Match Analysis

Shadab and Pakistan put on an exhibition of intent - but did it come too late?

The attack-first mindset that drove Pakistan's recovery from 43 for 4 was thrilling to witness, but it left the feeling of what could have been

Andrew McGlashan
Andrew McGlashan
Shadab Khan poses for photographs with fans, Pakistan vs South Africa, ICC Men's T20 World Cup 2022, Sydney, November 3, 2022

Shadab Khan's place in the batting order is at the centre of the debate over Pakistan's intent - or lack thereof - in T20Is  •  Getty Images

In all probability it has come too late. Despite victory over South Africa, the early tournament pace-setters, Pakistan are likely to miss the semi-finals. If so, two heart-breaking last-ball defeats will be the difference, but that's the game.
However, this was a vibrant performance from them, a win made more impressive by coming after they had fallen to 43 for 4 - Mohammad Rizwan, Babar Azam and Shan Masood making 12 from 25 balls between them. It should come as little surprise that at the centre of so much of it was Shadab Khan, with a maiden T20I fifty from just 20 balls and two key wickets.
As he and Iftikhar Ahmed, who also played a vital hand to follow his excellent fifty against India, were laying into the South Africa attack during the second half of the innings, the crowd of 30,351, the majority cheering Pakistan on, could barely contain themselves. Those not lucky enough to be at the MCG a few weeks ago may have got a sense of what that might have been like. The fans certainly ride the rollercoaster with this team.
Analysing Pakistan's T20 cricket can be a fraught business (for a fascinating perspective read this recent piece by Hassan Cheema) but one of the words that frequently gets used is intent, often in reference to the perceived lack of it. While the big two at the top did not contribute - Babar is having a horror tournament - from the moment that Mohammad Haris walked in, having only been confirmed as Fakhar Zaman's injury replacement in the morning, he provided more intent than you could shake a stick at.
He set the tone with a rip-roaring 28 off 11 balls and Mohammad Nawaz kept things moving, while Iftikhar and Shadab did the bulk of the scoring. Iftikhar monstered the biggest six of the Super 12s, but it was Shadab's innings that was worthy of closer scrutiny, for he is a player who sits squarely in the middle of many of the debates around Pakistan's T20 cricket.
In a recent interview with ESPNcricinfo, he made clear how he enjoys batting higher up the order, where he has found considerable success in the PSL. However, there has been a reluctance to give him that same role for Pakistan, although he did get an opportunity during the recent tri-series in New Zealand and, at the first time of asking, hit 34 off 22 balls and he batted at No. 5 in the first two innings of the World Cup. He has previously diplomatically threaded the needle about his role, but this innings was further evidence of what he has to offer.
"I've done well in PSL with the bat, but [in] international cricket, definitely this is my best innings," he said. "The way Nawaz and Iftikhar were batting, we got the momentum from there. When I went in to bat, I just told Ifti bhai that we should not lose momentum…we had the belief that if we play till the end, we will manage to reach 180-200, and thankfully that happened."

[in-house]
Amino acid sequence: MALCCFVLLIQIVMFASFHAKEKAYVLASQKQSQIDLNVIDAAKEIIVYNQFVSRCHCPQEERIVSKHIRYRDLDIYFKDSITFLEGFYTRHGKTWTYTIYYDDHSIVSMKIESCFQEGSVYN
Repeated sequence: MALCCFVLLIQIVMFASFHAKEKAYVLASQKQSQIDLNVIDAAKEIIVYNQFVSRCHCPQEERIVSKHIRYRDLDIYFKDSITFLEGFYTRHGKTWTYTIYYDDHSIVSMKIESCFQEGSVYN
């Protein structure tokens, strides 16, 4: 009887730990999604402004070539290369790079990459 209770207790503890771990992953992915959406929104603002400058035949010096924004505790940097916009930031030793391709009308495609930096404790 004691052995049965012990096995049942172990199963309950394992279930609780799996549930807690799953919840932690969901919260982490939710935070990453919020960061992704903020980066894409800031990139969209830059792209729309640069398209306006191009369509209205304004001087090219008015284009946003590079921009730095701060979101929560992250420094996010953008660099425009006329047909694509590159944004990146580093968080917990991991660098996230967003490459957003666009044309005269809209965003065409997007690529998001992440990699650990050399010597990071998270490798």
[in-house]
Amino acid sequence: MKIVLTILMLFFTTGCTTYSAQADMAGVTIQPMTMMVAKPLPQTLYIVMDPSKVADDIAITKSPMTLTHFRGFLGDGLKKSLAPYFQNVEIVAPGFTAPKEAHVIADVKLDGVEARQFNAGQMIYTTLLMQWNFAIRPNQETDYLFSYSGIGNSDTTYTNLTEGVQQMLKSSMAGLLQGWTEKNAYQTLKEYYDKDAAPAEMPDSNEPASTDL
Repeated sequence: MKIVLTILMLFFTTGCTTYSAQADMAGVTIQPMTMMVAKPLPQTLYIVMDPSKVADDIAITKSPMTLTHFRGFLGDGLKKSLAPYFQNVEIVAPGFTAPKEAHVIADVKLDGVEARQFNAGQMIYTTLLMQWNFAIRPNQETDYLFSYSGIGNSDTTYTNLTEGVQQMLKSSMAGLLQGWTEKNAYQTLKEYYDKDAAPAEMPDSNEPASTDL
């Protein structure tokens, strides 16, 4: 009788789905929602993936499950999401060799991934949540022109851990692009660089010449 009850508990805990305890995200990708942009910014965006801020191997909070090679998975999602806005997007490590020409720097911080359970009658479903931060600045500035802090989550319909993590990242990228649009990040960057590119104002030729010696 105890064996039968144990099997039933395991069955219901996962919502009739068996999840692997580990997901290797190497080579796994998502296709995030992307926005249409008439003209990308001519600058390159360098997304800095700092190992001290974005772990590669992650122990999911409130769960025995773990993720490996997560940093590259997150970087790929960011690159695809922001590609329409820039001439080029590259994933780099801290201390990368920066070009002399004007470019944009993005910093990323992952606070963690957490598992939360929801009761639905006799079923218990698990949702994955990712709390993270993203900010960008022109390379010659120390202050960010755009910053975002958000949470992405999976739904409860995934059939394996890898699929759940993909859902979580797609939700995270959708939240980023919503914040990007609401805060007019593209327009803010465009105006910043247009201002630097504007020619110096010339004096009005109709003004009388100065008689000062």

Shadab came in at 95 for 5 following the rather chaotic dismissal of Nawaz who was given lbw only for replays to show an edge. He did not review perhaps under the misconception that he would have been run out after a direct hit, but the ball was dead the moment the initial decision was given.
Anyhow, by then the momentum had started to shift after the midway mark with the 12th and 13th overs costing 24 runs as South Africa lost their composure in the field. Shadab got going with a brace of boundaries off Tabraiz Shamsi (a wristspinner will always enjoy taking down a wristspinner) and there was very little that wasn't finding the middle, including a huge upper cut against Anrich Nortje.
He brought up a 20-ball fifty with two more sixes, back to back, against Nortje, the first from a full-toss which slipped out with a damp ball, the next off the free-hit that followed. The cheers for the half-century had barely died down when he was dropped by Aiden Markram, although his fun ended next ball. However, his impact on the match certainly hadn't.
South Africa had got themselves just ahead of the DLS par score as rain returned during the chase, but with his first delivery Shadab found the edge of Temba Bavuma's bat after the captain had finally shown a semblance of form. Two balls later and the match was all but decided when a skidding topspinner defeated Markram. The first of his wickets was his 50th T20 scalp of the year and he is currently sat eighth globally for 2022.
His contribution to the game was in some ways summed up by the final delivery, with the match comfortably secured for Pakistan, when he raced after a clumping drive from Lungi Ngidi and hurled himself towards the boundary and almost into the perimeter advertising boards, although quite whether it was worth the injury risk was debatable. But it is very difficult not to enjoy Shadab, whatever he is doing in the middle.
However long Pakistan's World Cup lasts, and the odds are the game against Bangladesh will be it, Australia will see plenty more of Shadab in the coming months with him part of Hobart Hurricanes' squad for the BBL. But barring an unlikely turn of events the overriding feeling left by his, and Pakistan's, display in Sydney was one of what could have been at this tournament.

Andrew McGlashan is a deputy editor at ESPNcricinfo